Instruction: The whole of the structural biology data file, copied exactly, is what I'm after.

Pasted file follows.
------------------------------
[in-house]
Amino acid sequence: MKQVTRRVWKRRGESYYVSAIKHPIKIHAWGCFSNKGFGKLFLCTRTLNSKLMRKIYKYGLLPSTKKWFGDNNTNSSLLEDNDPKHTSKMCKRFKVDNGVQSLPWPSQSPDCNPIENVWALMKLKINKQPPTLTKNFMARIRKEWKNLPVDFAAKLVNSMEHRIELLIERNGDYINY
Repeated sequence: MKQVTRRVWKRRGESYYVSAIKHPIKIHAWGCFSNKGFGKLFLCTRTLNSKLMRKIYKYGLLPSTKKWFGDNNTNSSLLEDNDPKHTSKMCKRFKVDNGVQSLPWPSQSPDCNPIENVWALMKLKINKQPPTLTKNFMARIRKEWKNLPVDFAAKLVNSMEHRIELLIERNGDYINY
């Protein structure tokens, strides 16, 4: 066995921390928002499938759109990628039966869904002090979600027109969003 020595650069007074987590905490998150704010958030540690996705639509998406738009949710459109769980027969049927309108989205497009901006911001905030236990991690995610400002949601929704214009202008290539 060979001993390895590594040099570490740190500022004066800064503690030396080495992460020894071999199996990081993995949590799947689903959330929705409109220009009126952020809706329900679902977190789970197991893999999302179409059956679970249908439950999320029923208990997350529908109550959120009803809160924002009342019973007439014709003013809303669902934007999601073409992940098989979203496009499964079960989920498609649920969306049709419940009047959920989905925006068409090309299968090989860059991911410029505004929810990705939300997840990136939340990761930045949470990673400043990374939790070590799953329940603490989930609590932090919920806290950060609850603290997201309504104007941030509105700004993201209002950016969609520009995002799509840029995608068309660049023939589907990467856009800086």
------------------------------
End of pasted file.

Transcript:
[in-house]
Amino acid sequence: MKQVTRRVWKRRGESYYVSAIKHPIKIHAWGCFSNKGFGKLFLCTRTLNSKLMRKIYKYGLLPSTKKWFGDNNTNSSLLEDNDPKHTSKMCKRFKVDNGVQSLPWPSQSPDCNPIENVWALMKLKINKQPPTLTKNFMARIRKEWKNLPVDFAAKLVNSMEHRIELLIERNGDYINY
Repeated sequence: MKQVTRRVWKRRGESYYVSAIKHPIKIHAWGCFSNKGFGKLFLCTRTLNSKLMRKIYKYGLLPSTKKWFGDNNTNSSLLEDNDPKHTSKMCKRFKVDNGVQSLPWPSQSPDCNPIENVWALMKLKINKQPPTLTKNFMARIRKEWKNLPVDFAAKLVNSMEHRIELLIERNGDYINY
């Protein structure tokens, strides 16, 4: 066995921390928002499938759109990628039966869904002090979600027109969003 020595650069007074987590905490998150704010958030540690996705639509998406738009949710459109769980027969049927309108989205497009901006911001905030236990991690995610400002949601929704214009202008290539 060979001993390895590594040099570490740190500022004066800064503690030396080495992460020894071999199996990081993995949590799947689903959330929705409109220009009126952020809706329900679902977190789970197991893999999302179409059956679970249908439950999320029923208990997350529908109550959120009803809160924002009342019973007439014709003013809303669902934007999601073409992940098989979203496009499964079960989920498609649920969306049709419940009047959920989905925006068409090309299968090989860059991911410029505004929810990705939300997840990136939340990761930045949470990673400043990374939790070590799953329940603490989930609590932090919920806290950060609850603290997201309504104007941030509105700004993201209002950016969609520009995002799509840029995608068309660049023939589907990467856009800086």